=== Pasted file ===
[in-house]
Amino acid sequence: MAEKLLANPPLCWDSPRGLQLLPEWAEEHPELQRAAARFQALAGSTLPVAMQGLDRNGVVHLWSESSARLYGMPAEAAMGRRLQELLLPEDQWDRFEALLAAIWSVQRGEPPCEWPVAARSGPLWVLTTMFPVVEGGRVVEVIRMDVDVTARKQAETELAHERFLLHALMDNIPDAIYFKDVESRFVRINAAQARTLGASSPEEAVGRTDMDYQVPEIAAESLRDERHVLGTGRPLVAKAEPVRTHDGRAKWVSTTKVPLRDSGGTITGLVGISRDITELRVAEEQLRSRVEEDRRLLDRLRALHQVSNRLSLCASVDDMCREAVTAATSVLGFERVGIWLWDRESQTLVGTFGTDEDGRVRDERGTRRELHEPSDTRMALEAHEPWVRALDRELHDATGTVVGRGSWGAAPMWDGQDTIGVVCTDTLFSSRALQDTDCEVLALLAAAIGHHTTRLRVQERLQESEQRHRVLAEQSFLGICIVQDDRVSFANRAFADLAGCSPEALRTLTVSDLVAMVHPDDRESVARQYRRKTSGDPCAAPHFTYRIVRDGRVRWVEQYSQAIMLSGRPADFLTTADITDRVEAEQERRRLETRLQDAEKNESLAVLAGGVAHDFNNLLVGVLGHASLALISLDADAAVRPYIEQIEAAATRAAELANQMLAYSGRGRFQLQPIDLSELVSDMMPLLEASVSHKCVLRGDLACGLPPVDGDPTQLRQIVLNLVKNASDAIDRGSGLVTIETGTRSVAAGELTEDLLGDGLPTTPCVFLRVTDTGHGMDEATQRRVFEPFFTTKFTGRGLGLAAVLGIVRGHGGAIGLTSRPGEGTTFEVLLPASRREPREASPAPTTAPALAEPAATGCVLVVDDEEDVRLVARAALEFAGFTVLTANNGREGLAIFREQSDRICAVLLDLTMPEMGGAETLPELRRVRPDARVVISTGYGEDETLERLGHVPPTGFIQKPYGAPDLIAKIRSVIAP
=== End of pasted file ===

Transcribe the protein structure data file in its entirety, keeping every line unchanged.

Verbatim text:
[in-house]
Amino acid sequence: MAEKLLANPPLCWDSPRGLQLLPEWAEEHPELQRAAARFQALAGSTLPVAMQGLDRNGVVHLWSESSARLYGMPAEAAMGRRLQELLLPEDQWDRFEALLAAIWSVQRGEPPCEWPVAARSGPLWVLTTMFPVVEGGRVVEVIRMDVDVTARKQAETELAHERFLLHALMDNIPDAIYFKDVESRFVRINAAQARTLGASSPEEAVGRTDMDYQVPEIAAESLRDERHVLGTGRPLVAKAEPVRTHDGRAKWVSTTKVPLRDSGGTITGLVGISRDITELRVAEEQLRSRVEEDRRLLDRLRALHQVSNRLSLCASVDDMCREAVTAATSVLGFERVGIWLWDRESQTLVGTFGTDEDGRVRDERGTRRELHEPSDTRMALEAHEPWVRALDRELHDATGTVVGRGSWGAAPMWDGQDTIGVVCTDTLFSSRALQDTDCEVLALLAAAIGHHTTRLRVQERLQESEQRHRVLAEQSFLGICIVQDDRVSFANRAFADLAGCSPEALRTLTVSDLVAMVHPDDRESVARQYRRKTSGDPCAAPHFTYRIVRDGRVRWVEQYSQAIMLSGRPADFLTTADITDRVEAEQERRRLETRLQDAEKNESLAVLAGGVAHDFNNLLVGVLGHASLALISLDADAAVRPYIEQIEAAATRAAELANQMLAYSGRGRFQLQPIDLSELVSDMMPLLEASVSHKCVLRGDLACGLPPVDGDPTQLRQIVLNLVKNASDAIDRGSGLVTIETGTRSVAAGELTEDLLGDGLPTTPCVFLRVTDTGHGMDEATQRRVFEPFFTTKFTGRGLGLAAVLGIVRGHGGAIGLTSRPGEGTTFEVLLPASRREPREASPAPTTAPALAEPAATGCVLVVDDEEDVRLVARAALEFAGFTVLTANNGREGLAIFREQSDRICAVLLDLTMPEMGGAETLPELRRVRPDARVVISTGYGEDETLERLGHVPPTGFIQKPYGAPDLIAKIRSVIAP